Most “Type A” dancers have something in common when it comes to his or her relationship with food. Especially for those with a sparked interest in nutrition: Type A dancers love sticking to safe foods. Often times, these are highly nutritious, plant-based, and minimally processed (like the ones I mentioned above).
Meet Kylie! I am SUPER excited to introduce you all to the newest member of the TTP team! Kylie Mignone is currently a Senior dietetics major at Bradley University. Kylie cannot wait to share her favorite recipes, tips, experiences as a dietetic student, and SO much more.
Intentions encompass habit-building steps that work into your day-to-day life. 2020 is a new decade. Let’s tackle this one together. Here are my top 3 tips to start the year with actionable intentions to reach your biggest resolutions.
From the food to the conversations, holiday meals can let off some heat (and I’m not referring to the heat of your kitchen!) Consider these 5 tips to not only build confidence around your dinner table but to also find more freedom and enjoyment throughout the season.
Since we cannot control nor prevent unsolicited criticism that may find its way along our path towards food freedom, we must configure a toolbox that helps us to navigate through while holding tight to our confidence. Utilize these sample responses as a guide for building competency around your non-diet food choices.
With at least 10-12 percent of dancers weighing below ideal body weight for health, it’s critical to take steps to reduce your risk of RED-S and thus, your risk of injury. Let’s discuss 3 important steps to consider to ensure that your body has enough energy for not only your dancing but also for your metabolic functioning.
Whether you call it “overeating” or “binge eating,” you may be familiar with the experience of eating to the point of physical discomfort. Eating past fullness can result from a variety of reasons, and before we discuss how to stop “overeating,” we should first identify why you’re “overeating.”
As a non-diet dietitian, I’m thrilled to see the anti-diet revolution driving full force down our social feeds. The health and wellness world is evolving with powerful movements like intuitive eating, food freedom, and body positivity. I want you to know, however, that I very much welcome dancers, who are looking to lose weight, into my practice. This is because weight loss can come from us working together. There’s a caveat though… let me explain.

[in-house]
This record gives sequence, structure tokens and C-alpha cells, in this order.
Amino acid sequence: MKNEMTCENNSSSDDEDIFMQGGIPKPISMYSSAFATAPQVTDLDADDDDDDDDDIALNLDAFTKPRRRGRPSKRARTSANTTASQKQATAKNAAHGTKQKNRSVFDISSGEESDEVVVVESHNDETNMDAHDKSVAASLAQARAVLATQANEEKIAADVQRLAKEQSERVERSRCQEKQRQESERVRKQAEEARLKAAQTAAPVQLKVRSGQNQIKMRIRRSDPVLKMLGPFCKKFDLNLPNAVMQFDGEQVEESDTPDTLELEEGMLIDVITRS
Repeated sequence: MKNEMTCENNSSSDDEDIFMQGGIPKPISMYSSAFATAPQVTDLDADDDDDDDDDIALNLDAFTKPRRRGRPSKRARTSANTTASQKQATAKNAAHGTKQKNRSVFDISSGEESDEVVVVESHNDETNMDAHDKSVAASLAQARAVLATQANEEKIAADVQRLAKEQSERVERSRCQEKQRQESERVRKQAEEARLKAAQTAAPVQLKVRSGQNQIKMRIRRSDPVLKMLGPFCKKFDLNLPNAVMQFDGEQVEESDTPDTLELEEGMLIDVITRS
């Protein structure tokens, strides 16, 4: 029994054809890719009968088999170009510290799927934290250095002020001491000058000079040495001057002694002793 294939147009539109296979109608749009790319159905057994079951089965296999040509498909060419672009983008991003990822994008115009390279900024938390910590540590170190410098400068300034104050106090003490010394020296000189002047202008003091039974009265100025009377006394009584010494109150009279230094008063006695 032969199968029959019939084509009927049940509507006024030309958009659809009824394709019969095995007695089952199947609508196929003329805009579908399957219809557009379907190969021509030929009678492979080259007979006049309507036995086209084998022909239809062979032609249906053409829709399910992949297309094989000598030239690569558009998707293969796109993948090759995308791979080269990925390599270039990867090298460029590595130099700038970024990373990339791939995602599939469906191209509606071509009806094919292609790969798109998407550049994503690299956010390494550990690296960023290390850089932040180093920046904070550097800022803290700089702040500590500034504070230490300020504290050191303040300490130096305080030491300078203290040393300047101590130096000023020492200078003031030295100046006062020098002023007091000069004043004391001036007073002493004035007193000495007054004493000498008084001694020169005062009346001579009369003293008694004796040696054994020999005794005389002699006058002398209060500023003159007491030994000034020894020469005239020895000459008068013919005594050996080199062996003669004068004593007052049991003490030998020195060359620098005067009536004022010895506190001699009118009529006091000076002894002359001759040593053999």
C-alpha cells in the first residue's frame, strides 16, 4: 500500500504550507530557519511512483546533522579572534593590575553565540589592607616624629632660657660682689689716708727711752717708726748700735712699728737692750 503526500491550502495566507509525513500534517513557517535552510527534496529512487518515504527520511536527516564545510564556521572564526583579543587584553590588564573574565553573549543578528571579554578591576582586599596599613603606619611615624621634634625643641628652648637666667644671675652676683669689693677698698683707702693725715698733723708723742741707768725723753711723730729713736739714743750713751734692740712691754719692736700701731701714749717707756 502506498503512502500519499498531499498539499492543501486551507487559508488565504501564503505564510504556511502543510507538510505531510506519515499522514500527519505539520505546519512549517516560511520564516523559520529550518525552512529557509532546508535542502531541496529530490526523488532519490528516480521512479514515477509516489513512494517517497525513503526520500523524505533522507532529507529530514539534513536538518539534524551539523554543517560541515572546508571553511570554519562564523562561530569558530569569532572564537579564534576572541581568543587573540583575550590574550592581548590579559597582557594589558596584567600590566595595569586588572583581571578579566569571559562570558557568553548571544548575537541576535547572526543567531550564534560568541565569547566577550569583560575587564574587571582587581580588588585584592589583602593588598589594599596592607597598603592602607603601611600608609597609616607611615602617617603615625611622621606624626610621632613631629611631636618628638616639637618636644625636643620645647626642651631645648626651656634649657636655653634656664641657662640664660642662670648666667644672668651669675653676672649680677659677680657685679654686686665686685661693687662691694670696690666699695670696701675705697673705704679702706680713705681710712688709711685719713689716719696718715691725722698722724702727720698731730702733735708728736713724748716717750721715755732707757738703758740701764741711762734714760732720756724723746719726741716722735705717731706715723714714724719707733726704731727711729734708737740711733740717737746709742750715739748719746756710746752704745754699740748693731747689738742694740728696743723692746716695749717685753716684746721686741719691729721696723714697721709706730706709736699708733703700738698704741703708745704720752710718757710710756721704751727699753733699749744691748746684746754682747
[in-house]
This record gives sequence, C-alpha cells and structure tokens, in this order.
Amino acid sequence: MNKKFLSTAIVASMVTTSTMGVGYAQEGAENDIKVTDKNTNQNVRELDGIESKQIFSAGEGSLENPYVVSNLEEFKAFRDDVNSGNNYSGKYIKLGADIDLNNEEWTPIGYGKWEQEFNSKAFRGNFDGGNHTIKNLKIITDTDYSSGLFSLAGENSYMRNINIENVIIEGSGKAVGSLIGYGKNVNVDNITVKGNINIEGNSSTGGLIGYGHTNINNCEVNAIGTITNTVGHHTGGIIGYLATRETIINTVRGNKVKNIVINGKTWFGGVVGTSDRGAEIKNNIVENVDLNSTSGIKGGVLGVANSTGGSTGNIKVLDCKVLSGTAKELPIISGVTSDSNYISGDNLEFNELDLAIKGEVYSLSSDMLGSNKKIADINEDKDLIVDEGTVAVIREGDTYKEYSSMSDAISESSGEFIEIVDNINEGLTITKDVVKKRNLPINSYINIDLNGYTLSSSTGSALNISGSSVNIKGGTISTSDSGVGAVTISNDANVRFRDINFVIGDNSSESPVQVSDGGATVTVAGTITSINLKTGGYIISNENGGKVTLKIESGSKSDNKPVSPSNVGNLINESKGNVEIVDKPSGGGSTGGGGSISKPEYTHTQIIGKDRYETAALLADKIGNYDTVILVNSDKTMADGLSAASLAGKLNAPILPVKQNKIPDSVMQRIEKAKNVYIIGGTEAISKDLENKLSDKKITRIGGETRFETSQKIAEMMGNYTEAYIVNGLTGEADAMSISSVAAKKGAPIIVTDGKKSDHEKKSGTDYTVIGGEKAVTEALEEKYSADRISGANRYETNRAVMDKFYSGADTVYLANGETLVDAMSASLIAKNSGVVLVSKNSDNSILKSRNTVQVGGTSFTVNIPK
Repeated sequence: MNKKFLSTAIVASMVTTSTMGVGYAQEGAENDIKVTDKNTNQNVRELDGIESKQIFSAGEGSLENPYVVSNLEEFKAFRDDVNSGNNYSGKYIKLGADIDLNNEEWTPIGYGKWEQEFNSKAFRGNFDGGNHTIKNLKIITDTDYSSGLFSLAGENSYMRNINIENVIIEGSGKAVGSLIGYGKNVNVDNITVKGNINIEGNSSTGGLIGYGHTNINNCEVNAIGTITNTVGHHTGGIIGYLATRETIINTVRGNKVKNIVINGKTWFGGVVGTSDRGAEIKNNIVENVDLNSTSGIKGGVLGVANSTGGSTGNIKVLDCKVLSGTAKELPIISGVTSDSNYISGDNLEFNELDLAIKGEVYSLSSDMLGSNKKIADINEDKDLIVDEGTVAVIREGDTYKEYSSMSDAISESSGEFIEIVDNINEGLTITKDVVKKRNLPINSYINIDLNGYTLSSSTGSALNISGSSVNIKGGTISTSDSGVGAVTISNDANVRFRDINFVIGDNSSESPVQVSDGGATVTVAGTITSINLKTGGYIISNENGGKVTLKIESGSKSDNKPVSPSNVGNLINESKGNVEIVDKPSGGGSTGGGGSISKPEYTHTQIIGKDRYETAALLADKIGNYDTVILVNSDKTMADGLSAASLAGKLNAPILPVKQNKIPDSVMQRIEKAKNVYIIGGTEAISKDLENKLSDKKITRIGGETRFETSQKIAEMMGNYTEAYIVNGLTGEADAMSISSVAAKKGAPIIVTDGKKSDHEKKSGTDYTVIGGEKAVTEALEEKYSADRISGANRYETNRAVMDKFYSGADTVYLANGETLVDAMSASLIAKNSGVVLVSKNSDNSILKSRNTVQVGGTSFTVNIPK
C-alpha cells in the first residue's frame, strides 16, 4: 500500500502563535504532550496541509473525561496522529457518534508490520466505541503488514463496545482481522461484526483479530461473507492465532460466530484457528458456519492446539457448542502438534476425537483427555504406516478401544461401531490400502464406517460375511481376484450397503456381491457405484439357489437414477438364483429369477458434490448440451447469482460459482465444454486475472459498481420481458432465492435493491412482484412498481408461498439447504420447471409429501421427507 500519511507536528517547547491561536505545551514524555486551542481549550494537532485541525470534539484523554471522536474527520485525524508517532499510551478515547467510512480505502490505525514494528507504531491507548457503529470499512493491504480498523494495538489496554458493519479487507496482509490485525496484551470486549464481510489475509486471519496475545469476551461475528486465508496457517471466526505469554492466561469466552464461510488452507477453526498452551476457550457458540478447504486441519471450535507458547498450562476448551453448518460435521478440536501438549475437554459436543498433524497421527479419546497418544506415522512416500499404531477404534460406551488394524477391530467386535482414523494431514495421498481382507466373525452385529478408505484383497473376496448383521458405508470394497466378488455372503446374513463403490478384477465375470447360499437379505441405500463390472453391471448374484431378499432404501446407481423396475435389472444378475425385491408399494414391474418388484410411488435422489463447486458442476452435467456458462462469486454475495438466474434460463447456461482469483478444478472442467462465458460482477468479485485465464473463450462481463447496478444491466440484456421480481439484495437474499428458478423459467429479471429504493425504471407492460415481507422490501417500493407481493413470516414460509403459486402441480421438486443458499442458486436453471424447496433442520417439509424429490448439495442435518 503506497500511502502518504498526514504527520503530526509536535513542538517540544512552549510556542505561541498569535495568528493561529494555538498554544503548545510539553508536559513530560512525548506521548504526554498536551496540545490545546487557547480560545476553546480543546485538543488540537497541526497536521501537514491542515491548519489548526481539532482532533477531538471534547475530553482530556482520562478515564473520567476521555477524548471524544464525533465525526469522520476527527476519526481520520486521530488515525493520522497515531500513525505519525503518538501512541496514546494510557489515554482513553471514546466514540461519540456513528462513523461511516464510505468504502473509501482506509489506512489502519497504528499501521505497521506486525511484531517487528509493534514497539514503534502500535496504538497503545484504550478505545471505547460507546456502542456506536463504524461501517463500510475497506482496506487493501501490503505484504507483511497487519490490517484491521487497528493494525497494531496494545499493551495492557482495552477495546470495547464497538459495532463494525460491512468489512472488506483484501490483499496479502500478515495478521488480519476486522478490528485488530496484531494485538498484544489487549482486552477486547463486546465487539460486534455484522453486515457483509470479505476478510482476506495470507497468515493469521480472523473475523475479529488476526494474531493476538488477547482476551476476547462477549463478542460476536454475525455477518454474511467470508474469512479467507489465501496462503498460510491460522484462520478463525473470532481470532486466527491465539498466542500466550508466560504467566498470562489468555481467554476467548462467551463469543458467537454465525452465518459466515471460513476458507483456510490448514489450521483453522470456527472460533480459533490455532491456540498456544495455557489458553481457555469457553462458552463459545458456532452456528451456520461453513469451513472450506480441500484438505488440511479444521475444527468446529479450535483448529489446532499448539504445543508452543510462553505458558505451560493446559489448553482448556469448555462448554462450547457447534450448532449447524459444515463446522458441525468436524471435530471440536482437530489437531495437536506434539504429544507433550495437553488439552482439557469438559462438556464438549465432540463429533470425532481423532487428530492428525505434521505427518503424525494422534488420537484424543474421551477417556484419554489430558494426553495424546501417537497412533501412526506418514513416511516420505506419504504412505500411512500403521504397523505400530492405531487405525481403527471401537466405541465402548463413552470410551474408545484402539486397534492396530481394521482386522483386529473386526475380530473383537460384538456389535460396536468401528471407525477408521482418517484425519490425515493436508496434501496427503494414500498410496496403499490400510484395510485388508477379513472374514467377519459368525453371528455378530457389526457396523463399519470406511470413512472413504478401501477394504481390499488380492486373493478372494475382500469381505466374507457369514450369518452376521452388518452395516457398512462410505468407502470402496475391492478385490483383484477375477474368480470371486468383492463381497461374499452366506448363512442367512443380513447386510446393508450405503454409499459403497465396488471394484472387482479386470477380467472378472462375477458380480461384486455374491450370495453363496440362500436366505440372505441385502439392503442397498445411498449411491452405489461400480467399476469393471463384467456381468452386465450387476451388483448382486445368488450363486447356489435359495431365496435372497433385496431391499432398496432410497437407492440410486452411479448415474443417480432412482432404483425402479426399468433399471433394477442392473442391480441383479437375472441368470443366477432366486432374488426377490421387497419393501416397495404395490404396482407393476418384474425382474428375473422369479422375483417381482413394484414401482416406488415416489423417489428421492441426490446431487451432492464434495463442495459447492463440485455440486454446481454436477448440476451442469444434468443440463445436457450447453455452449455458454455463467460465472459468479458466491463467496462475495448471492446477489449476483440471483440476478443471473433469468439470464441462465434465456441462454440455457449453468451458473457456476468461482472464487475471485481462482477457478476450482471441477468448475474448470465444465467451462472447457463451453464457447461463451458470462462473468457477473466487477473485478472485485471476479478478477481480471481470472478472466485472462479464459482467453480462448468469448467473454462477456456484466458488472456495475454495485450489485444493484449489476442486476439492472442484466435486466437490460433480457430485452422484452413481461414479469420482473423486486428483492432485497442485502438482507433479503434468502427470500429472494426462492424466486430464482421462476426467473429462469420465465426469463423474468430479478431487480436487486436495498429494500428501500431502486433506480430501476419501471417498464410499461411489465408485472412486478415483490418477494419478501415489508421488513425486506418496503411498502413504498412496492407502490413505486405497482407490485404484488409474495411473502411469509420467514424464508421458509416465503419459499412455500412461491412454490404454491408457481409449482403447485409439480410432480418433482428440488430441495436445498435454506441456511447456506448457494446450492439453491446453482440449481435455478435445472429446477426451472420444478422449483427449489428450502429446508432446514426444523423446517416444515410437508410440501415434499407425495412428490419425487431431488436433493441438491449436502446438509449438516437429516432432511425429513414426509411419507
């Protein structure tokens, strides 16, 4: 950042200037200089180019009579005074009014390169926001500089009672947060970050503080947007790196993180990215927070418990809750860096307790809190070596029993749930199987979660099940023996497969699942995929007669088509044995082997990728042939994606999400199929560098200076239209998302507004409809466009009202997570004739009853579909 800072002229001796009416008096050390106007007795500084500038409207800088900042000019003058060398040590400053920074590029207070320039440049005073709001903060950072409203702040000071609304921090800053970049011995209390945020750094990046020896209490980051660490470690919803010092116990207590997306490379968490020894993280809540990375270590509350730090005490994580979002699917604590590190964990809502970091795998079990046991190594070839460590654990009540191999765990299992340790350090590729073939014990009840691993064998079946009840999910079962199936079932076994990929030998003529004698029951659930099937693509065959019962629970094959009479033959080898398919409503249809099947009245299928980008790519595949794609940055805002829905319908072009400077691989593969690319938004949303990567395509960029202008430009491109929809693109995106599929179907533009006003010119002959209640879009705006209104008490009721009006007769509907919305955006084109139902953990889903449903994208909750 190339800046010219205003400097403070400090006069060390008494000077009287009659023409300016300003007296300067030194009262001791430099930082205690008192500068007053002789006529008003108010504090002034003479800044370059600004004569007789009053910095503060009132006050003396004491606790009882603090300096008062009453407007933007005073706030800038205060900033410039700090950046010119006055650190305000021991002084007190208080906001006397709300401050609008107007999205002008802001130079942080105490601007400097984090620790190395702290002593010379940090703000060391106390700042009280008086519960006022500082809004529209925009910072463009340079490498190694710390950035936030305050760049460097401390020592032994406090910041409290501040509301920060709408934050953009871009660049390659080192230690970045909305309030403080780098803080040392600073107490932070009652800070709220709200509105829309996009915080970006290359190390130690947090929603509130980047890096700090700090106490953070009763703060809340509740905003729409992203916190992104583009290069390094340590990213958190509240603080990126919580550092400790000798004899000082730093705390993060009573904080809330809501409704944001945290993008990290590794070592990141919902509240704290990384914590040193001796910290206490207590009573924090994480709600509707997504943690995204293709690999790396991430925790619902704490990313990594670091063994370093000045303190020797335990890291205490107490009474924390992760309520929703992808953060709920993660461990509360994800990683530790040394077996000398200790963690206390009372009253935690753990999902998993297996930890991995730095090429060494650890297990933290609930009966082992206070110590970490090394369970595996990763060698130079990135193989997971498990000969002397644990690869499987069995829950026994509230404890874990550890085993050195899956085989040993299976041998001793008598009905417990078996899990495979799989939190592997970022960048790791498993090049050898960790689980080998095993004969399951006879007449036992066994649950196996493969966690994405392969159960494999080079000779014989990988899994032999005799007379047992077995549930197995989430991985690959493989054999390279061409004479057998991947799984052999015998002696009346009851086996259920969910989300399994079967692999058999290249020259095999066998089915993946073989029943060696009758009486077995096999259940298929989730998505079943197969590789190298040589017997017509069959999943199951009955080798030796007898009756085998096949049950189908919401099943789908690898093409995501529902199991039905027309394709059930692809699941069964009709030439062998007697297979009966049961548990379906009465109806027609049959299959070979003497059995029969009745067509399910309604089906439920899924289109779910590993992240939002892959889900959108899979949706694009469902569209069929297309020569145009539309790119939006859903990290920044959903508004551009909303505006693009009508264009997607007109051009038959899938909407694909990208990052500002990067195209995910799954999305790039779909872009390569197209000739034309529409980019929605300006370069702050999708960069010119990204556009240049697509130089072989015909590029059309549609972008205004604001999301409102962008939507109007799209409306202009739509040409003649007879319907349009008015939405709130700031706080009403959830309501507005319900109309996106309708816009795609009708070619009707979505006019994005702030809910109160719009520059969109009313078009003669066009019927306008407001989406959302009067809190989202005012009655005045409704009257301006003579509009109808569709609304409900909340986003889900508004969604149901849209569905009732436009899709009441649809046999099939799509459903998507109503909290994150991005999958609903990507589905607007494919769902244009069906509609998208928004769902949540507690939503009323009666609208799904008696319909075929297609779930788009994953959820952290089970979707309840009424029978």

To consistently dance and perform at your best, you need to have a working relationship with your body. Asking someone to love their body is often unrealistic (though it can be a goal!). However, a certain level of body acceptance is necessary to achieve the physical- and artistic- success required of dancers. Though it takes time, let’s discuss 5 tips to build a better body image:
Featured writer Colleen Werner explains how her journey to food- and body- healing shaped her #BoPoBallerina movement.
Learn how to dictate your portions using mindful eating techniques that help to increase your attunement to feeling fullness and satisfaction. Here are a few tips to consider.
Young dancers are especially vulnerable to messages of dieting and weight loss, given the environment in which they train. As peers, we can play a role in helping a friend, who might be struggling with disordered eating, to find support. To learn more, I sat down with Melanie Kressel, a Mental Health Therapist to discuss 4 tips to consider if you’re concerned about a friend’s eating habits.
Since we cannot control or prevent all instances of criticism, it helps to equip yourself with the tools to educate and set boundaries as needed. But how? The first step is to decide if it’s worth the energy to educate others about your lifestyle decisions.
Exercise is often a natural part of my clients’ lives. Whether it’s a class, a rehearsal, a walk (or all of the above), we’re accustomed to higher levels of physical activity. Rest on the other hand, is another story.
For some, this time of year means haunted houses, spooky movies, and fun costumes. For others who struggle with food and body image, however, October is often the start of a stressful few months. I’m sharing my top 3 tips that you can implement to build confidence during this time, rather than fear.
Rather than focusing on superfoods, let’s look at a few favorite bites that dancers can incorporate into their daily meals plans. To do this, I’m sharing my Rule of the 3 R’s.
Despite this reputation, potatoes offer an impressive nutritional resume. Potatoes pack a multitude of vitamins and minerals including phosphorus, potassium, vitamin C, and B vitamins. Another benefit and perhaps the most appealing when compared to other starches are potatoes’ content of resistant starch. Resistant starch is a specific type of fiber found only in certain plant foods like legumes and grains.
In regards to Intuitive Eating, which encompasses a non-diet approach to food, I hear a misconception lingering around social media. My urge to address this stems from my hope to stop the fear mongering that is lurking around this non-diet approach to living.